Vladimir Vukićević

I Make Fun Stuff

Faster Firefox (re-)Build Speeds

One of the common complains about Firefox development is that build speed is slow, and that the normal “edit, compile, test” cycle is painful. Over time, developers learn tricks (“If I change file X, I have to rebuild in foo/, bar/, toolkit/library/”), but this is error prone. New developers also don’t have any of that knowledge, and they’re struggling with a lot of new things that having the build system slow down their learning hurts significantly.

Ehsan and BenWa had an idea for how to make this better. The core idea was to just annotate the relevant build rules to spit out specific rules for each target and their inputs, thereby generating an alternate, faster, non-recursive build system as part of the first build. Others have had this idea before, but usually only for testing or gathering some data. BenWa did a first prototype, generating makefile fragments that could be included together. I did some hacking to create a little python script for the fragment generation, which let us start experimenting with generating ninja files instead of using make – for what we were doing, ninja is perfect, since its purpose is to execute “generated build systems”.

BenWa is working on extending it to generate project files for some IDEs. Since we have the full dependency graph, we can also do parallel builds with 100% cpu utilization, and can significantly distribute builds as well with little overhead.

Here’s the main result that you’re probably wondering about, all on my Windows 7, quad-core 4th Gen Core i7 (8 threads), 7200 RPM hard drive, 16GB memory desktop:

  • Clean tree
    • top level pymake (-s -j8)
      • 490 seconds (8 minutes, 10 seconds)
    • top level ninja
      • 1.46 seconds
  • Touch a deep inner source (gfxGDIShaper.cpp – requires libxul relink)
    • top level pymake (-s -j8)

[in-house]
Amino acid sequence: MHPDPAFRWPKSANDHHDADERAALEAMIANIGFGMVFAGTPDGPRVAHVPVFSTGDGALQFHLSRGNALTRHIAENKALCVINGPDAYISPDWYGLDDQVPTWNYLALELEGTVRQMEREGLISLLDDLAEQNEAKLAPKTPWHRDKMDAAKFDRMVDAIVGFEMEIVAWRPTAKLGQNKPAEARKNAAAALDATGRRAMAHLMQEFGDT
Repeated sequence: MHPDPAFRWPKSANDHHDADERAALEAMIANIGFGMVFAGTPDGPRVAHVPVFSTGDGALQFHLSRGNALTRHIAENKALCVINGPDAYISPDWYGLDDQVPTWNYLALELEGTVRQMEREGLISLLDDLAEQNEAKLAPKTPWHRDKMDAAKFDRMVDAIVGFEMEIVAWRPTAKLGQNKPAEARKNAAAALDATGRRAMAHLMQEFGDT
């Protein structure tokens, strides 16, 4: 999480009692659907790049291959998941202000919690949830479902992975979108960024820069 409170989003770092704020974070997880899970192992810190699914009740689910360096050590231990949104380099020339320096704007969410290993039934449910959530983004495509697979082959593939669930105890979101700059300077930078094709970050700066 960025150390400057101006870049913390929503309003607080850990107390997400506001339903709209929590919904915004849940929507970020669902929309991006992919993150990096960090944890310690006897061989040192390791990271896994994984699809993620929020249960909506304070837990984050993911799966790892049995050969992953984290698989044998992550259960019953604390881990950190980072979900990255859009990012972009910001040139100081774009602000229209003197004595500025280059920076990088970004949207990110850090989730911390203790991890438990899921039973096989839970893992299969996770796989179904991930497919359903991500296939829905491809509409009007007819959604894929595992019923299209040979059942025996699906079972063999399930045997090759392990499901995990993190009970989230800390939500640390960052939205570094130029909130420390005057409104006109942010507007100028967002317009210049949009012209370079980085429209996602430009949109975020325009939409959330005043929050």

• 544 seconds (9 minutes, 4 seconds)
    • magic knowledge pymake (pymake -s -j8 -C gfx/thebes && pymake -s -j8 -C toolkit/library)
      • 66 seconds
    • top level ninja
      • 61 seconds (3 total commands executed)
  • Touch some core headers (nsTArray.h, nsTSubstring.h)
    • top level pymake (-s -j8)
      • 33 minutes, 14 seconds
    • top level ninja
      • 21 minutes, 48 seconds

I was going to make a chart, but it would have needed a logarithmic axis.

These commands of course don’t do the same thing; running make will redo the export step as well as recurse into a bunch of other targets that are never seen by hacky.mk. But the result is the same for most developers, and the time savings is significant. These numbers are also a good target for other more comprehensive build system work; the results above are purely bound my compiler and linker speed (and IO; I need to retry this on a SSD – and also wrapper scripts for python, executing bash, etc. There’s a bit of room for improvement!). It would be very difficult to end up with faster builds than the above, given equivalent parallelization.

How to use it

  1. Clone hacky.mk from github: http://github.com/bgirard/hacky.mk. Then run ./hackify ../path/to/mozilla-central. It’ll patch rules.mk and copy some files into place (alternatively, you can patch by hand symlink the hackymake dir from the repo as build/tools/hackymake and js/src/build/tools/hackymake).
  2. Do a normal build. You’ll want to do a full build into a brand new objdir.
  3. While that’s going, clone http://github.com/martine/ninja.git and build it. Copy the binary somewhere in your PATH.
  4. When the Firefox build is done, run $srcdir/tools/hackymake/reninja
  5. To build, run ninja

What it can do:

  • Rebuild objects from C/C++ sources (for JS, libxul, and friends)
  • Rebuild libraries
  • On Windows, copy exported include files into your objdir’s dist/include dir if the original changes (since we can’t use symlinks on Windows) ** caveat: not JS, yet; JS has its own export rules that aren’t hooked up yet

What it can’t do:

Basically, anything not listed above.

It doesn’t do anything outside of (mostly) libxul or JS deps. It doesn’t know anything about any of the external build systems (e.g. nspr).

It doesn’t know how to build binaries (e.g. firefox.exe, the js shell). It also doesn’t know how to regenerate headers from IDL files, or IPC stubs from ipdl files. None of that would be very hard to add, it just wasn’t a top priority.

It can’t handle additions or removals of source files, at least not automatically. If you just run a regular “make” in the directory where the source file was added and you rerun reninja, that should be enough. Removals are harder; manually remove the relevant file from $objdir/.hacky and run reninja.

It can’t handle changes to the build configuration. Build configuration changes are unlikely to be ever handled; they’ll require a rebuild using the regular build system first.

Next steps, how can you help?

  • Use it, tell others about it
  • Provide feedback; Github issues work fine for this
  • We’ll work to get it into the tree
  • Add support for additional rules (binaries, idl/ipdl generators, etc!)